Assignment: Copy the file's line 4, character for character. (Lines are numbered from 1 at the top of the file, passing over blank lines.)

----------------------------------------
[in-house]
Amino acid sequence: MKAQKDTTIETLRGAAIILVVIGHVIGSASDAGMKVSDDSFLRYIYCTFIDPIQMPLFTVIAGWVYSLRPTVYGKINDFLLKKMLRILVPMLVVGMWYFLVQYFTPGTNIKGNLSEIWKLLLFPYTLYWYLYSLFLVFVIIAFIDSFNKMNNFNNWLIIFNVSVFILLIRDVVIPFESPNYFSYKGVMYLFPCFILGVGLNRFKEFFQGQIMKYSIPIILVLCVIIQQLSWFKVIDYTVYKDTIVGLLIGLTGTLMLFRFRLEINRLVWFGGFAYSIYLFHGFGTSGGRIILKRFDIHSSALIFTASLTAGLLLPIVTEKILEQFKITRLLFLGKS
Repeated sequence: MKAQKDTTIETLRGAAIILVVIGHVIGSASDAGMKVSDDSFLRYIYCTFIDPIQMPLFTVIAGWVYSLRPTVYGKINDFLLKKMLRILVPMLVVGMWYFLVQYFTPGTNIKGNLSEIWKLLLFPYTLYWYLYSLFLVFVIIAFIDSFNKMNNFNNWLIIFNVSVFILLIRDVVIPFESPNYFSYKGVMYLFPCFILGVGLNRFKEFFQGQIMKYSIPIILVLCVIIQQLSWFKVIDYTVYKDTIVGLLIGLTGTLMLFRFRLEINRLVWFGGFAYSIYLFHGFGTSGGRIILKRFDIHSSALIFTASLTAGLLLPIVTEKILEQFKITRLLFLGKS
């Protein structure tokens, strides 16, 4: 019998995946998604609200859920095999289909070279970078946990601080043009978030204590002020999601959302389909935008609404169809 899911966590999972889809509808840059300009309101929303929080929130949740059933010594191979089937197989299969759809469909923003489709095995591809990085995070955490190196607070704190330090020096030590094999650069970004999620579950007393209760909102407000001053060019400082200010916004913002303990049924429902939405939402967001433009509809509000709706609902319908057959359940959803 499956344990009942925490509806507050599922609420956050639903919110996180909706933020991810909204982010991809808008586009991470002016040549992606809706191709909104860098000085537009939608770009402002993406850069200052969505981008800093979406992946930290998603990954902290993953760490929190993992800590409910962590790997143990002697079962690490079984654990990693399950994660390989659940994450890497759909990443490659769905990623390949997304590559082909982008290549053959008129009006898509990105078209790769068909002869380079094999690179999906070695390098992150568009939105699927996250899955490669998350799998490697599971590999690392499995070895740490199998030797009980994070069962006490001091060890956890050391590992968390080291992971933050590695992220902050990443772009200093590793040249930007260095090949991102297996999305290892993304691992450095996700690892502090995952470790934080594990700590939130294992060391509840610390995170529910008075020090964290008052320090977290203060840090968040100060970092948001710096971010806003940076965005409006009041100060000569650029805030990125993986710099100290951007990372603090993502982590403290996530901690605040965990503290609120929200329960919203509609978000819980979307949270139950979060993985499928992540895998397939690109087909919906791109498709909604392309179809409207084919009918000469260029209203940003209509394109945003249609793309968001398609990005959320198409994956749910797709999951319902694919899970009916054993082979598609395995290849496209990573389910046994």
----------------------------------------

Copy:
């Protein structure tokens, strides 16, 4: 019998995946998604609200859920095999289909070279970078946990601080043009978030204590002020999601959302389909935008609404169809 899911966590999972889809509808840059300009309101929303929080929130949740059933010594191979089937197989299969759809469909923003489709095995591809990085995070955490190196607070704190330090020096030590094999650069970004999620579950007393209760909102407000001053060019400082200010916004913002303990049924429902939405939402967001433009509809509000709706609902319908057959359940959803 499956344990009942925490509806507050599922609420956050639903919110996180909706933020991810909204982010991809808008586009991470002016040549992606809706191709909104860098000085537009939608770009402002993406850069200052969505981008800093979406992946930290998603990954902290993953760490929190993992800590409910962590790997143990002697079962690490079984654990990693399950994660390989659940994450890497759909990443490659769905990623390949997304590559082909982008290549053959008129009006898509990105078209790769068909002869380079094999690179999906070695390098992150568009939105699927996250899955490669998350799998490697599971590999690392499995070895740490199998030797009980994070069962006490001091060890956890050391590992968390080291992971933050590695992220902050990443772009200093590793040249930007260095090949991102297996999305290892993304691992450095996700690892502090995952470790934080594990700590939130294992060391509840610390995170529910008075020090964290008052320090977290203060840090968040100060970092948001710096971010806003940076965005409006009041100060000569650029805030990125993986710099100290951007990372603090993502982590403290996530901690605040965990503290609120929200329960919203509609978000819980979307949270139950979060993985499928992540895998397939690109087909919906791109498709909604392309179809409207084919009918000469260029209203940003209509394109945003249609793309968001398609990005959320198409994956749910797709999951319902694919899970009916054993082979598609395995290849496209990573389910046994």